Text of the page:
Lincoln, which has been in my opinion operating in relative obscurity, pretty much comes right out and says it built the 2015 Lincoln MKC to scoop up some Benjamins. Its announcement release said, "MKC gives Lincoln a compelling offering in the small premium utility vehicle segment, the fastest-growing part of the luxury market. The segment has grown by 25 percent since 2012 and by more than 200 percent since 2009. The segment growth is being driven by new luxury buyers who are coming into affluence, as well as by current luxury owners who are moving from larger vehicles to smaller ones as their life desires change."
Nary a mention about driving desire or other compelling marketing speak. Lincoln faces a problem because its average owner is closer to Social Security than having kids in high school.
Lincoln says the MKC – first introduced as a concept vehicle at the 2013 North American International Auto Show in Detroit – represents a critical milestone in the company’s plan to expand its lineup. So it wisely introduced something in the small premium utility vehicle segment where it's going against domestic models like the Buick Encore and Cadillac SRX and foreign makes like the Audi Q5, BMW X3 and the Infiniti QX50, itself the victim of obtuse naming.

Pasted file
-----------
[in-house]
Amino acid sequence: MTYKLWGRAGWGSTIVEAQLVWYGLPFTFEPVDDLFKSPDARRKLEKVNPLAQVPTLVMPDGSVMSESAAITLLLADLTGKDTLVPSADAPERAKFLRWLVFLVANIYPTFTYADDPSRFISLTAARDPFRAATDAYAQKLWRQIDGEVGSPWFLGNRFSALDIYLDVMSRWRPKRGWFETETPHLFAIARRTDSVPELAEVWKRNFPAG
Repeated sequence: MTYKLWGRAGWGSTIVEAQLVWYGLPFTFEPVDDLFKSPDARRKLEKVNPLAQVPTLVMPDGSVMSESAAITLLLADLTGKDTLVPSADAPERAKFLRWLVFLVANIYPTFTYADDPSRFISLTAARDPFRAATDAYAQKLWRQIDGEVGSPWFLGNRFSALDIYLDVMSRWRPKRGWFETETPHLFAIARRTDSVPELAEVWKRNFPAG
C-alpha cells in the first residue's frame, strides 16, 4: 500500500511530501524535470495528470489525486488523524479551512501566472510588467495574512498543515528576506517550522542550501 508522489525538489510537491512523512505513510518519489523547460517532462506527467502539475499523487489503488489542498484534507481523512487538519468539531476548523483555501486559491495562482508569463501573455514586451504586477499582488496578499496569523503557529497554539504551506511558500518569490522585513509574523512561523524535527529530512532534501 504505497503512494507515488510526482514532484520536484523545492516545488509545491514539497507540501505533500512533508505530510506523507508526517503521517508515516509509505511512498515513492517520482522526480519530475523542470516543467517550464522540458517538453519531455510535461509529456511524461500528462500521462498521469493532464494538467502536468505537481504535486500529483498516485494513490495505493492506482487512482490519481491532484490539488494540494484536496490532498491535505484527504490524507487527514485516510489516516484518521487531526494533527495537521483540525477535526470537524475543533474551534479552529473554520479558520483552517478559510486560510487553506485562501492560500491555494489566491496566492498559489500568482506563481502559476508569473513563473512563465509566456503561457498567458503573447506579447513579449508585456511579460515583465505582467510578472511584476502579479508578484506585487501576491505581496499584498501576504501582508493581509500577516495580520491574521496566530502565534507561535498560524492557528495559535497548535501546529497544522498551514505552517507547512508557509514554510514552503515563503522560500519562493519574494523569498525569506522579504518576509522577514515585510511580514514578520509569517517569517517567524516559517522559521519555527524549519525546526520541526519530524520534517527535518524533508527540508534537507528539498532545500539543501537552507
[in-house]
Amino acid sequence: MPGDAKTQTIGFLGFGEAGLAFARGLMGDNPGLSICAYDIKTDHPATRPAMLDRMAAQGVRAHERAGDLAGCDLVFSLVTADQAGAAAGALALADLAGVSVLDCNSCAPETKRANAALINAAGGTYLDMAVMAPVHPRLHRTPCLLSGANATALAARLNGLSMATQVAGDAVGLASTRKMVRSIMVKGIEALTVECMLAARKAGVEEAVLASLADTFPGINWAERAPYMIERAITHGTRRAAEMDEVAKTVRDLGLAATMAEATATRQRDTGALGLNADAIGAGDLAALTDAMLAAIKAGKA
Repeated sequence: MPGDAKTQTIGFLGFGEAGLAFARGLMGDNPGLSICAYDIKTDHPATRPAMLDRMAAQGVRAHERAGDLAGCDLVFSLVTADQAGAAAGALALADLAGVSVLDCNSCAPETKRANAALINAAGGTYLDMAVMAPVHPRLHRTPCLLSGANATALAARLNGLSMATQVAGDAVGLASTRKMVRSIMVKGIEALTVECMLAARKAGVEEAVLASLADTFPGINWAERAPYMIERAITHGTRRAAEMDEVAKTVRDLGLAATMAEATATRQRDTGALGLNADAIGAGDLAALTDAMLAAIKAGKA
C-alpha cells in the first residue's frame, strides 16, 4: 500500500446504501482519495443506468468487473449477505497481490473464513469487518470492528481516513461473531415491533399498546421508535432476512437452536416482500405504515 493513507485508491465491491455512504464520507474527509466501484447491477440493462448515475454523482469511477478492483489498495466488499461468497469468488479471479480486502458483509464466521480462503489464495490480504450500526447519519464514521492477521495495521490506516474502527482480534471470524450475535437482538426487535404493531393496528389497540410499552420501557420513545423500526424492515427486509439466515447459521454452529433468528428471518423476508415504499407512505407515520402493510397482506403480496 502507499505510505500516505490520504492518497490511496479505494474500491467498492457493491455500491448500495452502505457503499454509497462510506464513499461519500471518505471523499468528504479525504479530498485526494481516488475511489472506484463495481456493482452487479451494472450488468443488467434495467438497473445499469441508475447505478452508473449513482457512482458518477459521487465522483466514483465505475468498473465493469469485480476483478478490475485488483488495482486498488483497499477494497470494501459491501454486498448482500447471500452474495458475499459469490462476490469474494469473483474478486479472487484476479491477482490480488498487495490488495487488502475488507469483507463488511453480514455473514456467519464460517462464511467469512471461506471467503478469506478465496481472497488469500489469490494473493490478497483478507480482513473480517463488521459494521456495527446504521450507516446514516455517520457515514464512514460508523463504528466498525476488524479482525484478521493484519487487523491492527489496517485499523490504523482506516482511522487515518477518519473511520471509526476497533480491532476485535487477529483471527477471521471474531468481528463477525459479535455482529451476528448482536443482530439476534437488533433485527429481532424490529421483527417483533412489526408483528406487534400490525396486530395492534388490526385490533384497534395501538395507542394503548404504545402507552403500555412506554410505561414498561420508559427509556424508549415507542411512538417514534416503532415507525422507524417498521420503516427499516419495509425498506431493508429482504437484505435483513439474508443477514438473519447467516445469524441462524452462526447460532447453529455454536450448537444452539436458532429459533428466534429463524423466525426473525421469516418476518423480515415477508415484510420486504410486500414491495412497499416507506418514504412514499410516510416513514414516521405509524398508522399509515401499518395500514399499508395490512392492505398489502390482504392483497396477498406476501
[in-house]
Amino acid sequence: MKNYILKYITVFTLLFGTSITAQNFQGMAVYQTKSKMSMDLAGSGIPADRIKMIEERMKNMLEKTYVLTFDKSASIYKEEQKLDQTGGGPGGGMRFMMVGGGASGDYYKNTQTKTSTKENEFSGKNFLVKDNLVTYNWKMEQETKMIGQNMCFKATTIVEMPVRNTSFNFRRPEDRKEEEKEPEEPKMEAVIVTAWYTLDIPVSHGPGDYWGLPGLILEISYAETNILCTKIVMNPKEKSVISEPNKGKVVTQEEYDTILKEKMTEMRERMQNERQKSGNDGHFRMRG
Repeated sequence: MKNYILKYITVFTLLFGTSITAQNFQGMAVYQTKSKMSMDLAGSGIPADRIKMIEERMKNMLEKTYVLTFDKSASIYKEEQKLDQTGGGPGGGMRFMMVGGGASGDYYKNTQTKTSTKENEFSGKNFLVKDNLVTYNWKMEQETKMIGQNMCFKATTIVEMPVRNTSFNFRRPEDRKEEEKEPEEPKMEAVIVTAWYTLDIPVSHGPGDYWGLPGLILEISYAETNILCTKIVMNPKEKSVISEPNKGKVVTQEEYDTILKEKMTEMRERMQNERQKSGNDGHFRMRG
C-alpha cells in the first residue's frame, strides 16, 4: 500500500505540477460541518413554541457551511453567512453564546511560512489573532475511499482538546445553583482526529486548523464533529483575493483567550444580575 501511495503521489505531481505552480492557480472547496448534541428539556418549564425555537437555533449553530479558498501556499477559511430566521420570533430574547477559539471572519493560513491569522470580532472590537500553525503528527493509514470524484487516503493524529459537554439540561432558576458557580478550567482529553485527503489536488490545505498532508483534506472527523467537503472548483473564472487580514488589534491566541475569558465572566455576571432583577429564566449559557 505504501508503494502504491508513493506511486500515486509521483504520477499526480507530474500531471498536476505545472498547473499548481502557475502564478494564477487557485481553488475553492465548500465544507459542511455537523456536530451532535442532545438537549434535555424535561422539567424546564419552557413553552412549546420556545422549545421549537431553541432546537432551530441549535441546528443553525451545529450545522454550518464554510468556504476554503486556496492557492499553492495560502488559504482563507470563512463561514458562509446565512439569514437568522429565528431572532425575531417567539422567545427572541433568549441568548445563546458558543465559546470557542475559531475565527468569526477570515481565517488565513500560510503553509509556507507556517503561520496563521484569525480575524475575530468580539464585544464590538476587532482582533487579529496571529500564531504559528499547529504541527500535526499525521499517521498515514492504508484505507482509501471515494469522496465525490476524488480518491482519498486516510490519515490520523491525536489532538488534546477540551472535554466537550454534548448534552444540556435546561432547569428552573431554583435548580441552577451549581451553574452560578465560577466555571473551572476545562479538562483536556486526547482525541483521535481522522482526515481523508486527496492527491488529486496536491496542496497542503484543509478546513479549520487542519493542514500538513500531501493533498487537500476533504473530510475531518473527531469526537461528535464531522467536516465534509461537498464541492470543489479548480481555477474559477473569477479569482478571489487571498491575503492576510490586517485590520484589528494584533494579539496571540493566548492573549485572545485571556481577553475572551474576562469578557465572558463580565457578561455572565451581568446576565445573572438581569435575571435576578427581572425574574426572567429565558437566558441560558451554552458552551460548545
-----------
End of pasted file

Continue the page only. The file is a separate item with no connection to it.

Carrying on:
This is my opinion without having seen the Lincoln MKC in the flesh – and I hope to accomplish that next week at the LA Auto Show – but Lincoln hasn't accomplished its goal of "creating a standout vehicle in a competitive field." The photos released show a crossover with an unflattering Lincoln split-wing grille. Also, its hands-free wraparound liftgate is a feature available on the Ford Escape – a downmarket vehicle.
The MKC, according to Lincoln has an "architecturally unique instrument panel showcases Lincoln’s signature push-button gear shifter, which provides an open, inviting interior space." To me it looks like a robot from a late '80s movie with its mouth wide open. MKC phone home.
OK, so what does the MKC have going for it? The available, all-new 2.3-liter EcoBoost engine offers a projected 275 horsepower at 5,500 rpm and 300 lb.-ft. of torque at 3,000 rpm, according to preliminary test data. The standard 2.0-liter EcoBoost is projected to produce 240 horsepower at 5,500 rpm and 270 lb.-ft. of torque at 3,000 rpm.